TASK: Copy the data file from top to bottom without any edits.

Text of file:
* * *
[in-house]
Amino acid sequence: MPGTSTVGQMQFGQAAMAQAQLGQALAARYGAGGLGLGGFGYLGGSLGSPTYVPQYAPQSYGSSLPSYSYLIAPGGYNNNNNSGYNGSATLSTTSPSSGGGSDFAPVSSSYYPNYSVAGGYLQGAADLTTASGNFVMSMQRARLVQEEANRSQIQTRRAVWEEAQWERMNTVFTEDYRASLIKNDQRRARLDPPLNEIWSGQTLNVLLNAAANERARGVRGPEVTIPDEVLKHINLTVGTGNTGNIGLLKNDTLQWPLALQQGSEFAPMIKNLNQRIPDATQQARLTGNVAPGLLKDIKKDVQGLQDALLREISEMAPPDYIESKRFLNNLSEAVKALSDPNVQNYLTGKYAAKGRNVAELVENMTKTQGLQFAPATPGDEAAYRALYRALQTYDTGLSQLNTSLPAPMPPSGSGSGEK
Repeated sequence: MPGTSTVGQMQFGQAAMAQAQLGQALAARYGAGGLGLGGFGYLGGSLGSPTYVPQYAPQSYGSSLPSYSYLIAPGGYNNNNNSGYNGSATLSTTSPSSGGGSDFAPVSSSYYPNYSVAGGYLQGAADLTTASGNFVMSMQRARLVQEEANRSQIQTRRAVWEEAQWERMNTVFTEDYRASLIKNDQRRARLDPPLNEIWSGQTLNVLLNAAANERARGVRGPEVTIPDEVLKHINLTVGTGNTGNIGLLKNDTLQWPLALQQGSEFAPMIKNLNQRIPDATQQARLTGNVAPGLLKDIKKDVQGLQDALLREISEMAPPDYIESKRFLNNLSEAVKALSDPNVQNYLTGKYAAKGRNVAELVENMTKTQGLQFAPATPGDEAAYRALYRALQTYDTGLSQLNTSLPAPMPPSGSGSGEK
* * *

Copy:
[in-house]
Amino acid sequence: MPGTSTVGQMQFGQAAMAQAQLGQALAARYGAGGLGLGGFGYLGGSLGSPTYVPQYAPQSYGSSLPSYSYLIAPGGYNNNNNSGYNGSATLSTTSPSSGGGSDFAPVSSSYYPNYSVAGGYLQGAADLTTASGNFVMSMQRARLVQEEANRSQIQTRRAVWEEAQWERMNTVFTEDYRASLIKNDQRRARLDPPLNEIWSGQTLNVLLNAAANERARGVRGPEVTIPDEVLKHINLTVGTGNTGNIGLLKNDTLQWPLALQQGSEFAPMIKNLNQRIPDATQQARLTGNVAPGLLKDIKKDVQGLQDALLREISEMAPPDYIESKRFLNNLSEAVKALSDPNVQNYLTGKYAAKGRNVAELVENMTKTQGLQFAPATPGDEAAYRALYRALQTYDTGLSQLNTSLPAPMPPSGSGSGEK
Repeated sequence: MPGTSTVGQMQFGQAAMAQAQLGQALAARYGAGGLGLGGFGYLGGSLGSPTYVPQYAPQSYGSSLPSYSYLIAPGGYNNNNNSGYNGSATLSTTSPSSGGGSDFAPVSSSYYPNYSVAGGYLQGAADLTTASGNFVMSMQRARLVQEEANRSQIQTRRAVWEEAQWERMNTVFTEDYRASLIKNDQRRARLDPPLNEIWSGQTLNVLLNAAANERARGVRGPEVTIPDEVLKHINLTVGTGNTGNIGLLKNDTLQWPLALQQGSEFAPMIKNLNQRIPDATQQARLTGNVAPGLLKDIKKDVQGLQDALLREISEMAPPDYIESKRFLNNLSEAVKALSDPNVQNYLTGKYAAKGRNVAELVENMTKTQGLQFAPATPGDEAAYRALYRALQTYDTGLSQLNTSLPAPMPPSGSGSGEK